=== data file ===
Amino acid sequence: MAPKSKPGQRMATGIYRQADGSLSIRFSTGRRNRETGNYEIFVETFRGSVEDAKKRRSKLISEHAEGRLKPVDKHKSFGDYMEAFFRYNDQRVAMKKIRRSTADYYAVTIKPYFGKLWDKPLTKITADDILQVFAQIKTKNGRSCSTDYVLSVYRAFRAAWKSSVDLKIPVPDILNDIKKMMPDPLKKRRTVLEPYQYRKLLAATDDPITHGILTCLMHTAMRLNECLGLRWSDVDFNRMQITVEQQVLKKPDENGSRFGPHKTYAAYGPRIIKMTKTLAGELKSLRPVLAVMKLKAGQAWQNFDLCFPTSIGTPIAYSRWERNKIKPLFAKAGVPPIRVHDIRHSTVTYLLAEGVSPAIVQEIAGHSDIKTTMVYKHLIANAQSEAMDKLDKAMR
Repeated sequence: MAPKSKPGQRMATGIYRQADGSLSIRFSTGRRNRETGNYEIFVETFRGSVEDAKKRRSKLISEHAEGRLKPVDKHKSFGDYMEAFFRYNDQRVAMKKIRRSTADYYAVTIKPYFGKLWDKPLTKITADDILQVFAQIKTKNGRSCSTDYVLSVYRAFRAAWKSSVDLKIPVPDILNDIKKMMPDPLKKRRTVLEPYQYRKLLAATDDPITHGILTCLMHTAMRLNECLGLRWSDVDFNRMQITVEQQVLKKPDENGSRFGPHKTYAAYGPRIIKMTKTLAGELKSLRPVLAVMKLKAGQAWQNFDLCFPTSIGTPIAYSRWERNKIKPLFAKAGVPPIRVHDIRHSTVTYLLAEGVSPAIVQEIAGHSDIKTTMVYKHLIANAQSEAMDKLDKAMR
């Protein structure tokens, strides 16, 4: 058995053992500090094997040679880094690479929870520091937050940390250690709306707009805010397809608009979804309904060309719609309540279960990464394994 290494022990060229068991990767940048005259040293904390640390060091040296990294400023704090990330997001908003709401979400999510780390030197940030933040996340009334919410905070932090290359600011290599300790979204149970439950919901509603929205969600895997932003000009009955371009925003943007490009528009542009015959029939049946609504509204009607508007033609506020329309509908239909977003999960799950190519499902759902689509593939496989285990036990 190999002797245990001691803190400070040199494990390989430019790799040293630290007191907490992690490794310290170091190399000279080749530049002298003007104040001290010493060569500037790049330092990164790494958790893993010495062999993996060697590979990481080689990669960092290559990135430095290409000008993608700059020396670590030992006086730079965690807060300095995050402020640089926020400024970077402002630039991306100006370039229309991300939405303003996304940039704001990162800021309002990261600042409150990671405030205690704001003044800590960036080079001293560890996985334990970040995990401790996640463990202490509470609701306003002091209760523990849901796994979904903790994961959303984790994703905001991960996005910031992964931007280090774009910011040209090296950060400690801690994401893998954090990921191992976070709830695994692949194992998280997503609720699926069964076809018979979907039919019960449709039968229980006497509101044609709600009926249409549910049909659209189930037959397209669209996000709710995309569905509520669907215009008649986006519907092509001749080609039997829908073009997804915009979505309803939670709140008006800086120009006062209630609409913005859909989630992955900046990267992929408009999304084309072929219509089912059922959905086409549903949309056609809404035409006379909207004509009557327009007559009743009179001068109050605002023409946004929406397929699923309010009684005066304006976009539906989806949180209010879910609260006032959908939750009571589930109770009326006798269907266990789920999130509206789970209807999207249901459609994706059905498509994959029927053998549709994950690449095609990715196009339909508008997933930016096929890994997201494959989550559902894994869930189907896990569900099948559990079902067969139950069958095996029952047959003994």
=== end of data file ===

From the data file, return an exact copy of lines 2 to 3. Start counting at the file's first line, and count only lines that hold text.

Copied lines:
Repeated sequence: MAPKSKPGQRMATGIYRQADGSLSIRFSTGRRNRETGNYEIFVETFRGSVEDAKKRRSKLISEHAEGRLKPVDKHKSFGDYMEAFFRYNDQRVAMKKIRRSTADYYAVTIKPYFGKLWDKPLTKITADDILQVFAQIKTKNGRSCSTDYVLSVYRAFRAAWKSSVDLKIPVPDILNDIKKMMPDPLKKRRTVLEPYQYRKLLAATDDPITHGILTCLMHTAMRLNECLGLRWSDVDFNRMQITVEQQVLKKPDENGSRFGPHKTYAAYGPRIIKMTKTLAGELKSLRPVLAVMKLKAGQAWQNFDLCFPTSIGTPIAYSRWERNKIKPLFAKAGVPPIRVHDIRHSTVTYLLAEGVSPAIVQEIAGHSDIKTTMVYKHLIANAQSEAMDKLDKAMR
């Protein structure tokens, strides 16, 4: 058995053992500090094997040679880094690479929870520091937050940390250690709306707009805010397809608009979804309904060309719609309540279960990464394994 290494022990060229068991990767940048005259040293904390640390060091040296990294400023704090990330997001908003709401979400999510780390030197940030933040996340009334919410905070932090290359600011290599300790979204149970439950919901509603929205969600895997932003000009009955371009925003943007490009528009542009015959029939049946609504509204009607508007033609506020329309509908239909977003999960799950190519499902759902689509593939496989285990036990 190999002797245990001691803190400070040199494990390989430019790799040293630290007191907490992690490794310290170091190399000279080749530049002298003007104040001290010493060569500037790049330092990164790494958790893993010495062999993996060697590979990481080689990669960092290559990135430095290409000008993608700059020396670590030992006086730079965690807060300095995050402020640089926020400024970077402002630039991306100006370039229309991300939405303003996304940039704001990162800021309002990261600042409150990671405030205690704001003044800590960036080079001293560890996985334990970040995990401790996640463990202490509470609701306003002091209760523990849901796994979904903790994961959303984790994703905001991960996005910031992964931007280090774009910011040209090296950060400690801690994401893998954090990921191992976070709830695994692949194992998280997503609720699926069964076809018979979907039919019960449709039968229980006497509101044609709600009926249409549910049909659209189930037959397209669209996000709710995309569905509520669907215009008649986006519907092509001749080609039997829908073009997804915009979505309803939670709140008006800086120009006062209630609409913005859909989630992955900046990267992929408009999304084309072929219509089912059922959905086409549903949309056609809404035409006379909207004509009557327009007559009743009179001068109050605002023409946004929406397929699923309010009684005066304006976009539906989806949180209010879910609260006032959908939750009571589930109770009326006798269907266990789920999130509206789970209807999207249901459609994706059905498509994959029927053998549709994950690449095609990715196009339909508008997933930016096929890994997201494959989550559902894994869930189907896990569900099948559990079902067969139950069958095996029952047959003994």